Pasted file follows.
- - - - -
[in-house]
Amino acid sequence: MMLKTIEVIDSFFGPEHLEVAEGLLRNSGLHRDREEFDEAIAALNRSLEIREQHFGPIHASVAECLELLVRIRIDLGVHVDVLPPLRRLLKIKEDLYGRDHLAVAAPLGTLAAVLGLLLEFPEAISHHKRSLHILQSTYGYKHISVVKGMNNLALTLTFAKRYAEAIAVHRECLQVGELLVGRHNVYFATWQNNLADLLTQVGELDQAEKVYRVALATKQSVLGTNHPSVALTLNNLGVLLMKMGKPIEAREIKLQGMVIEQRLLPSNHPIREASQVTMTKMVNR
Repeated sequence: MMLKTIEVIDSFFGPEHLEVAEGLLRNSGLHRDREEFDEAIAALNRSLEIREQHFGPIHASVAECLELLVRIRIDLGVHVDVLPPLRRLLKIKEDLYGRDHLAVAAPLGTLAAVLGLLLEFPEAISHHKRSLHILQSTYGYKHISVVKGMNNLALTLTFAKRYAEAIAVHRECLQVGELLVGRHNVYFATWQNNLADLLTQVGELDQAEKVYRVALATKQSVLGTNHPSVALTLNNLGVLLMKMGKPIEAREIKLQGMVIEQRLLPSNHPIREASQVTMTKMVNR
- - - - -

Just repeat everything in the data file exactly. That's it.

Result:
[in-house]
Amino acid sequence: MMLKTIEVIDSFFGPEHLEVAEGLLRNSGLHRDREEFDEAIAALNRSLEIREQHFGPIHASVAECLELLVRIRIDLGVHVDVLPPLRRLLKIKEDLYGRDHLAVAAPLGTLAAVLGLLLEFPEAISHHKRSLHILQSTYGYKHISVVKGMNNLALTLTFAKRYAEAIAVHRECLQVGELLVGRHNVYFATWQNNLADLLTQVGELDQAEKVYRVALATKQSVLGTNHPSVALTLNNLGVLLMKMGKPIEAREIKLQGMVIEQRLLPSNHPIREASQVTMTKMVNR
Repeated sequence: MMLKTIEVIDSFFGPEHLEVAEGLLRNSGLHRDREEFDEAIAALNRSLEIREQHFGPIHASVAECLELLVRIRIDLGVHVDVLPPLRRLLKIKEDLYGRDHLAVAAPLGTLAAVLGLLLEFPEAISHHKRSLHILQSTYGYKHISVVKGMNNLALTLTFAKRYAEAIAVHRECLQVGELLVGRHNVYFATWQNNLADLLTQVGELDQAEKVYRVALATKQSVLGTNHPSVALTLNNLGVLLMKMGKPIEAREIKLQGMVIEQRLLPSNHPIREASQVTMTKMVNR